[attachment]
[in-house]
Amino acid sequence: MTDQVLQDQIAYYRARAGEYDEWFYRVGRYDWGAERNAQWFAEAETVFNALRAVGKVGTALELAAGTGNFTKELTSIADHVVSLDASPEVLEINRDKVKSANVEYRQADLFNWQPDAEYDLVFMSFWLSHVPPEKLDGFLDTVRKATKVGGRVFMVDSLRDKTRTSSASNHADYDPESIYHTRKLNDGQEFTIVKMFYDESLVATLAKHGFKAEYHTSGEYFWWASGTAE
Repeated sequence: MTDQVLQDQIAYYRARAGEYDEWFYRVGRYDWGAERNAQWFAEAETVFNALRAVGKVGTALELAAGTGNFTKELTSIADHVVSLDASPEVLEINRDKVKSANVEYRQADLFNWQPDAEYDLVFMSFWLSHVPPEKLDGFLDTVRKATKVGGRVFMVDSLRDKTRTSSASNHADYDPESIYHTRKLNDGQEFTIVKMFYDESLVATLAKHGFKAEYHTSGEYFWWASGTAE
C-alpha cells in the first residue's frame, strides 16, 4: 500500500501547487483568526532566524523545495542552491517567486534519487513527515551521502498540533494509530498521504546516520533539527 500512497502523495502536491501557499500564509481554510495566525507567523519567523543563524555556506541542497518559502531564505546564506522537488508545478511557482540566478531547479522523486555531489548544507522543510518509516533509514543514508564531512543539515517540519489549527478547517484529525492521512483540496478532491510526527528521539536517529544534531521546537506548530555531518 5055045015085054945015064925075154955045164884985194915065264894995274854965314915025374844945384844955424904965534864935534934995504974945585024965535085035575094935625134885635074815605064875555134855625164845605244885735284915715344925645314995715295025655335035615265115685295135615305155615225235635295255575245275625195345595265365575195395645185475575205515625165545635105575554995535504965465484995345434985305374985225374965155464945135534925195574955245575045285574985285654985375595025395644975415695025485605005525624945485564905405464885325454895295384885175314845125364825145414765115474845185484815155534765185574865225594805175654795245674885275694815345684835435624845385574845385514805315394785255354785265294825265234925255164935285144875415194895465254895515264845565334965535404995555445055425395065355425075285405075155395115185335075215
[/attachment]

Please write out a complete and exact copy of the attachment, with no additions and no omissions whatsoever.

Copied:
[in-house]
Amino acid sequence: MTDQVLQDQIAYYRARAGEYDEWFYRVGRYDWGAERNAQWFAEAETVFNALRAVGKVGTALELAAGTGNFTKELTSIADHVVSLDASPEVLEINRDKVKSANVEYRQADLFNWQPDAEYDLVFMSFWLSHVPPEKLDGFLDTVRKATKVGGRVFMVDSLRDKTRTSSASNHADYDPESIYHTRKLNDGQEFTIVKMFYDESLVATLAKHGFKAEYHTSGEYFWWASGTAE
Repeated sequence: MTDQVLQDQIAYYRARAGEYDEWFYRVGRYDWGAERNAQWFAEAETVFNALRAVGKVGTALELAAGTGNFTKELTSIADHVVSLDASPEVLEINRDKVKSANVEYRQADLFNWQPDAEYDLVFMSFWLSHVPPEKLDGFLDTVRKATKVGGRVFMVDSLRDKTRTSSASNHADYDPESIYHTRKLNDGQEFTIVKMFYDESLVATLAKHGFKAEYHTSGEYFWWASGTAE
C-alpha cells in the first residue's frame, strides 16, 4: 500500500501547487483568526532566524523545495542552491517567486534519487513527515551521502498540533494509530498521504546516520533539527 500512497502523495502536491501557499500564509481554510495566525507567523519567523543563524555556506541542497518559502531564505546564506522537488508545478511557482540566478531547479522523486555531489548544507522543510518509516533509514543514508564531512543539515517540519489549527478547517484529525492521512483540496478532491510526527528521539536517529544534531521546537506548530555531518 5055045015085054945015064925075154955045164884985194915065264894995274854965314915025374844945384844955424904965534864935534934995504974945585024965535085035575094935625134885635074815605064875555134855625164845605244885735284915715344925645314995715295025655335035615265115685295135615305155615225235635295255575245275625195345595265365575195395645185475575205515625165545635105575554995535504965465484995345434985305374985225374965155464945135534925195574955245575045285574985285654985375595025395644975415695025485605005525624945485564905405464885325454895295384885175314845125364825145414765115474845185484815155534765185574865225594805175654795245674885275694815345684835435624845385574845385514805315394785255354785265294825265234925255164935285144875415194895465254895515264845565334965535404995555445055425395065355425075285405075155395115185335075215